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i think a tutorial will describe best how could it work for ya.
CC Environment (from the commercial HD version, not included in AE) or Trapcode Horizon would do this nicely.
I posted over at CreativeCow. I'll post here also.
Thanks for the replies, but I'm not there yet. ;)
Okay, please bear with me here. I'm (clearly) not an expressions guy, but I need to get this done asap.
I have a comp where I'm using CC sphere to "be" inside a spherical background. I want the background to move when the camera moves.
That script got me half way there.
My camera is parented to a null which is animated. The camera actually has no keyframes or expressions applied to it.
The current expression is applied to the CCsphere X Y and Z rotation attributes and links to the camera position:
This is great, but I need it to be linked to the rotation of the camera's null, not the position of the camera. I'm trying to figure this out with no success. Any ideas?
if you want to control your camera via null object, leave expressions where they are and just parent the camera to the null.
Matching a camera move to the CC Sphere effect so that you maintain the illusion of a true sphere is fairly complex. It involves several expressions.
Here's a copy of a post I made a few months ago. There's a sample project included. All you should have to do to achieve your desired effect is to change CC Sphere to render only the back.
You can do a rotating sphere using any one of several 3rd party apps. To create the effect using the built in effects take an image you want to use for the globe surface and apply the CC Sphere Effect. You'll find that under Effects>Perspective>CCSphere.
Apply the CC Sphere to the layer, make the layer 3D, change the Transform properties to Auto Orient towards Camera, then apply the followint expressions:
To CC Sphere X rotation:
r = lookAt(position, thisComp.layer("Camera 1").transform.position);To CC Sphere Y rotation:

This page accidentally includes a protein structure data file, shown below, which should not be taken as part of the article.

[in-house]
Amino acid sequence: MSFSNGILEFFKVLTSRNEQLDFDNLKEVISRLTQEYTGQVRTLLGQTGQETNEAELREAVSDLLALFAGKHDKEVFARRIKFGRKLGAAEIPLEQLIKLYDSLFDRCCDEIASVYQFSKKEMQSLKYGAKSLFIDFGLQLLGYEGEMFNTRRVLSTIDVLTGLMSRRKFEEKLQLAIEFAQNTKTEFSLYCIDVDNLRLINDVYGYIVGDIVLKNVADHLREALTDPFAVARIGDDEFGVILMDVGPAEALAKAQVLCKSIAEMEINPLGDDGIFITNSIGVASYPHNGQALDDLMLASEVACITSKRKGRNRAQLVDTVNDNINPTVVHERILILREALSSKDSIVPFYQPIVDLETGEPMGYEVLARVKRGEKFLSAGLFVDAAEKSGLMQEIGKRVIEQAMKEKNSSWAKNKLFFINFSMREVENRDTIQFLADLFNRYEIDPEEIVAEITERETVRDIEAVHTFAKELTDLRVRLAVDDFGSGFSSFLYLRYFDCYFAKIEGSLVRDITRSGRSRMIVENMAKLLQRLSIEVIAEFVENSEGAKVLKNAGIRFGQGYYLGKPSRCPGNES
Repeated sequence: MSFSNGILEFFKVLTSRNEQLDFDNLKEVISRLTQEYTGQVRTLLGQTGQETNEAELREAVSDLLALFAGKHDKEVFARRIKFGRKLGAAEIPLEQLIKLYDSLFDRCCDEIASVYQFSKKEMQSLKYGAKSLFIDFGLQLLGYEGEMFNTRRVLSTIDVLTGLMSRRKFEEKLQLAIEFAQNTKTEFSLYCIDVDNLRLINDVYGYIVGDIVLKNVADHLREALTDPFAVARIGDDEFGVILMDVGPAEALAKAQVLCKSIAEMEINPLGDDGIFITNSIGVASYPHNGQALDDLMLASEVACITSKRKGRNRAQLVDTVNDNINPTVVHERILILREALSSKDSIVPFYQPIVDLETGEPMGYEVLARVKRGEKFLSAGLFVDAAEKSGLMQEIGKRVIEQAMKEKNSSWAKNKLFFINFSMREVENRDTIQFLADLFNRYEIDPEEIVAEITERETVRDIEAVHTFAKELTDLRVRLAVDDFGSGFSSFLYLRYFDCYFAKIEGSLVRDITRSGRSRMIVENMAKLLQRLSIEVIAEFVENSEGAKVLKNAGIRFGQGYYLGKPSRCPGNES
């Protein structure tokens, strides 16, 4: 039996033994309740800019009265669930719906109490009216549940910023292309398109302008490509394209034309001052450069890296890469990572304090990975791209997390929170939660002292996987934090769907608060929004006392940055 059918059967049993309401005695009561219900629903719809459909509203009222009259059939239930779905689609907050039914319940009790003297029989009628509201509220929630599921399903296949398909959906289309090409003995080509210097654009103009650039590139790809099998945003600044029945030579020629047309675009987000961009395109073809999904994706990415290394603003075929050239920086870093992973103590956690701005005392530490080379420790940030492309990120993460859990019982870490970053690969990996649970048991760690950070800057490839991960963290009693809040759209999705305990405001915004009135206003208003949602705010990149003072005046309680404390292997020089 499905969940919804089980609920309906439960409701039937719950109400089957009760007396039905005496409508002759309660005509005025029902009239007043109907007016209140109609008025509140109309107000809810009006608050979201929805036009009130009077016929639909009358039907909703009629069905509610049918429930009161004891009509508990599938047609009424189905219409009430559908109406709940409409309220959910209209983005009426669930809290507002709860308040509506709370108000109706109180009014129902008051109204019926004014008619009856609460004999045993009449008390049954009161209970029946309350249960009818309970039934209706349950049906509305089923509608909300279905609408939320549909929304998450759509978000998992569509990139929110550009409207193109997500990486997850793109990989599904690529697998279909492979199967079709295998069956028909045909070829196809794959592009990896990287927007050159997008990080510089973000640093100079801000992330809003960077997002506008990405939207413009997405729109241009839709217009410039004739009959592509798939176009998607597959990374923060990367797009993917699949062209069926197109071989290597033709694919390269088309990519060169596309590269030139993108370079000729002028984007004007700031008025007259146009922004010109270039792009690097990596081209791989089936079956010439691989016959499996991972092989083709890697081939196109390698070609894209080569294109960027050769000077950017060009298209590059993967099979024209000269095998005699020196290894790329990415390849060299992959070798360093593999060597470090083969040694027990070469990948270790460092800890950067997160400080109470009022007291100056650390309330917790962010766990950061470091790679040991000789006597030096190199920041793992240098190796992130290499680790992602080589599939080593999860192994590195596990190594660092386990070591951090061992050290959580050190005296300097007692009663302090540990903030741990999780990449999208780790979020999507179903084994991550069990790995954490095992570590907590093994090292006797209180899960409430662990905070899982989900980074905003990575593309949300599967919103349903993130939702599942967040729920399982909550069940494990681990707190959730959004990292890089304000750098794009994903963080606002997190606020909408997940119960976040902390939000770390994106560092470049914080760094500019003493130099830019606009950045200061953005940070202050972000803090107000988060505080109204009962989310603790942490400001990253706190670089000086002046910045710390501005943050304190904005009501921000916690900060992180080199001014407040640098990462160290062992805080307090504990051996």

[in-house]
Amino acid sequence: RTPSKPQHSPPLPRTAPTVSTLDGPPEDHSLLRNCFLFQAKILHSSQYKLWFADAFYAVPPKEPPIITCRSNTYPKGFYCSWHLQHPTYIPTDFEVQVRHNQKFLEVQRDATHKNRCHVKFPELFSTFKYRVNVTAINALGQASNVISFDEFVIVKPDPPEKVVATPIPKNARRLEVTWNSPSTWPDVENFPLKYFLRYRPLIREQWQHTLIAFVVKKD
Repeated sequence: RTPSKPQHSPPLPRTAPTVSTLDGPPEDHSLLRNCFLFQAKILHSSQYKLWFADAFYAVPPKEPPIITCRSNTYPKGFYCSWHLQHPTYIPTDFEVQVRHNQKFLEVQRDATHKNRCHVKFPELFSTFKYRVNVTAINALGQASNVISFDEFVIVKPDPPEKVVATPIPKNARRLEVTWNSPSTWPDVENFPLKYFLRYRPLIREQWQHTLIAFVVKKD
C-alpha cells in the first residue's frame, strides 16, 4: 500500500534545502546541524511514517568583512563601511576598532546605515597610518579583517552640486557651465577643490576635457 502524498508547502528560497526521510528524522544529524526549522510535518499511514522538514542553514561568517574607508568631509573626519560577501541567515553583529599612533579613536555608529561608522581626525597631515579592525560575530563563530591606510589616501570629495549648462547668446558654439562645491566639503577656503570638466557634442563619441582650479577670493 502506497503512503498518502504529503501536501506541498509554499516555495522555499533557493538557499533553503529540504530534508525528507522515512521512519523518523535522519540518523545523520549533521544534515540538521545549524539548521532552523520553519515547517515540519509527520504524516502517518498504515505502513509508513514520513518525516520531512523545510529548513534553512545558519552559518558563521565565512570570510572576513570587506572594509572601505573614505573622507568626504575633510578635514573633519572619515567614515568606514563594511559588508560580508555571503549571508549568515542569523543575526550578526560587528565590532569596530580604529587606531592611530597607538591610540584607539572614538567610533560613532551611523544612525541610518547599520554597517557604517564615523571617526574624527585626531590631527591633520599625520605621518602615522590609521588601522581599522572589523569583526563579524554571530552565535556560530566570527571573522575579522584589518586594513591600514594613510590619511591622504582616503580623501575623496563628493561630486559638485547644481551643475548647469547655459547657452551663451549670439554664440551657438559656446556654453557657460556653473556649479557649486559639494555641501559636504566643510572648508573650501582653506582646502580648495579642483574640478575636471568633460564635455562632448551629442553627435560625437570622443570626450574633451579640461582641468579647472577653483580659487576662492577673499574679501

x = r - 180;
value + x
r = lookAt(position, thisComp.layer("Camera 1").transform.position);To CC Sphere Z rotation:
y = - r;
value + y
r = lookAt(position, thisComp.layer("Camera 1").transform.position);If you really want to get fancy you can add expressions to light height and direction using a variation of the basic lookAt(position1, position2) language.
z = r +180;
value + z
Hope this helps. You might want to take a look at this sample project using one of the images picked from the google link above
great work, didn´t knew this little expression mod.
but spdorsey is talking about a "skybox".
If you want to create a sky box the best solution is Trapcode Horizon.
The trick I posted above will work just fine for a sky box if you adjust the size of the sphere, but it's going to take forever to render and not produce the results that you get from Horizon without much more than a click.
Is horizon the way to go? Is it easier? Can it use a vector image as a background map (I created it in AI and I'd like to preserve the vectors if possible)
Here's my attempt at the script mentioned by Rick above. It's not working, but I don;t know if it is set correctly.
Thanks again all for your help. It's saving my a$$.
Just bought Horizon. It's a LOT easier!
but I am learning a lot about expressions. I do appreciate all the input and constructive help!
you can take a look at Dan Ebberts expression ressource if you wan´t to learn more about expression, many of them are simple but powerful.
Horizon is excellent -- especially if you want to integrate elements done in Cinema 4D.